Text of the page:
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The Explicit-Control Evaluator

In section [*] we saw how to transform simple Scheme programs into descriptions of register machines. We will now perform this transformation on a more complex program, the metacircular evaluator of sections [*]-[*], which shows how the behavior of a Scheme interpreter can be described in terms of the procedures eval and apply. The explicit-control evaluator that we develop in this section shows how the underlying procedure-calling and argument-passing mechanisms used in the evaluation process can be described in terms of operations on registers and stacks. In addition, the explicit-control evaluator can serve as an implementation of a Scheme interpreter, written in a language that is very similar to the native machine language of conventional computers. The evaluator can be executed by the register-machine simulator of section [*]. Alternatively, it can be used as a starting point for building a machine-language implementation of a Scheme evaluator, or even a special-purpose machine for evaluating Scheme expressions. Figure [*] shows such a hardware implementation: a silicon chip that acts as an evaluator for Scheme. The chip designers started with the data-path and controller specifications for a register machine similar to the evaluator described in this section and used design automation programs to construct the integrated-circuit layout.[*]

Registers and operations

In designing the explicit-control evaluator, we must specify the operations to be used in our register machine. We described the metacircular evaluator in terms of abstract syntax, using procedures such as quoted? and make-procedure. In implementing the register machine, we could expand these procedures into sequences of elementary list-structure memory operations, and implement these operations on our register machine. However, this would make our evaluator very long, obscuring the basic structure with details. To clarify the presentation, we will include as primitive operations of the register machine the syntax procedures given in section [*] and the procedures for representing environments and other run-time data given in sections [*] and [*]. In order to completely specify an evaluator that could be programmed in a low-level machine language or implemented in hardware, we would replace these operations by more elementary operations, using the list-structure implementation we described in section [*].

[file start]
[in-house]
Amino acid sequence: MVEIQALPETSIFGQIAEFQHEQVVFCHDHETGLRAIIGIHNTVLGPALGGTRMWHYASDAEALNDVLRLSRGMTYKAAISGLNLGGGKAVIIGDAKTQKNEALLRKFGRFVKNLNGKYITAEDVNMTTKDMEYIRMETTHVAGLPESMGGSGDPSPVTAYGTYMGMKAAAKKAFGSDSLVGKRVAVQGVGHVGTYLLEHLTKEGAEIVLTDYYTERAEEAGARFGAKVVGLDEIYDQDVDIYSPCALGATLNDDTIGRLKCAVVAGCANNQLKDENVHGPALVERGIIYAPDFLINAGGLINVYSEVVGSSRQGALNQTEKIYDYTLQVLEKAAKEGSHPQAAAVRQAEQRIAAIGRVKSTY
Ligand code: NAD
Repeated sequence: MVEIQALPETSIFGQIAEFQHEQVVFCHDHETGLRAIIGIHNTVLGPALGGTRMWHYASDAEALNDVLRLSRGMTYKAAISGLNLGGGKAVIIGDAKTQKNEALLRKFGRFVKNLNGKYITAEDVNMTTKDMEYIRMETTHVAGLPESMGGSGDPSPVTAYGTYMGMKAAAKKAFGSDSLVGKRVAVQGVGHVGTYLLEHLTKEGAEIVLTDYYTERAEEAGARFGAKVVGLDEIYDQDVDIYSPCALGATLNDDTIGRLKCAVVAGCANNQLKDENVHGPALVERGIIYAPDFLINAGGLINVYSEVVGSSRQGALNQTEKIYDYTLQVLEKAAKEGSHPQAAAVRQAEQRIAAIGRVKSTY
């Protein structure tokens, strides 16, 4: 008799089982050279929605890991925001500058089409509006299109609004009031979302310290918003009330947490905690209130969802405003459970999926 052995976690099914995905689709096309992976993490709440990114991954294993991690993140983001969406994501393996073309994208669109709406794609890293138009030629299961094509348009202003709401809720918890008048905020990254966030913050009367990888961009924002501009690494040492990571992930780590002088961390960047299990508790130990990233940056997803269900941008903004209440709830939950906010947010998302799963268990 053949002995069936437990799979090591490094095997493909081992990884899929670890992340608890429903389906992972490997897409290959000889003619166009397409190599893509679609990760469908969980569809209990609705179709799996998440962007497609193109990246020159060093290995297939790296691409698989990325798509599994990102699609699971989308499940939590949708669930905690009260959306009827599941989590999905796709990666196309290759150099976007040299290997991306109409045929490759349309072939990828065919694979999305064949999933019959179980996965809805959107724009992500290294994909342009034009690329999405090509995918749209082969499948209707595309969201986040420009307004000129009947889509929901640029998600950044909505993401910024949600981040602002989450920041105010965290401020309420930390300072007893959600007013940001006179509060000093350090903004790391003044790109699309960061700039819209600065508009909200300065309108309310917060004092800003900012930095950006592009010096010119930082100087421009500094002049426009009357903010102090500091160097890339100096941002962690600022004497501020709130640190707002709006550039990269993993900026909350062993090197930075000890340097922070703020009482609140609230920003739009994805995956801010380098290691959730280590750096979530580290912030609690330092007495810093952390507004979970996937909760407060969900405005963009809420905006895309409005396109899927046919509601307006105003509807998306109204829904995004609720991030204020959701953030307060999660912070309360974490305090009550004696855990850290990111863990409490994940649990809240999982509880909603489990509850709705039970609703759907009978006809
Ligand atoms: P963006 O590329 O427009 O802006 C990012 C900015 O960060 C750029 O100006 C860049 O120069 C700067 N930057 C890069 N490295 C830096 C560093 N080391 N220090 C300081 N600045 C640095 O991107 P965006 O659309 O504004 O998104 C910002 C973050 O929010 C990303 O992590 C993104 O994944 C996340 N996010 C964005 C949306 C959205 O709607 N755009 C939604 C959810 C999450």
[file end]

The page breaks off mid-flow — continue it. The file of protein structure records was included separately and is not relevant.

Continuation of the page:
\begin{figure}\vskip 22pc
\figcaption {A silicon-chip implementation of an evaluator for
Scheme.}\end{figure}

Our Scheme evaluator register machine includes a stack and seven registers: exp, env, val, continue, proc, argl, and unev. Exp is used to hold the expression to be evaluated, and env contains the environment in which the evaluation is to be performed. At the end of an evaluation, val contains the value obtained by evaluating the expression in the designated environment. The continue register is used to implement recursion, as explained in section [*]. (The evaluator needs to call itself recursively, since evaluating an expression requires evaluating its subexpressions.) The registers proc, argl, and unev are used in evaluating combinations.

We will not provide a data-path diagram to show how the registers and operations of the evaluator are connected, nor will we give the complete list of machine operations. These are implicit in the evaluator's controller, which will be presented in detail.



 
next up previous contents
Next: The Core of the Up: Computing with Register Machines Previous: Maintaining the Illusion of
Ryan Bender
2000-04-17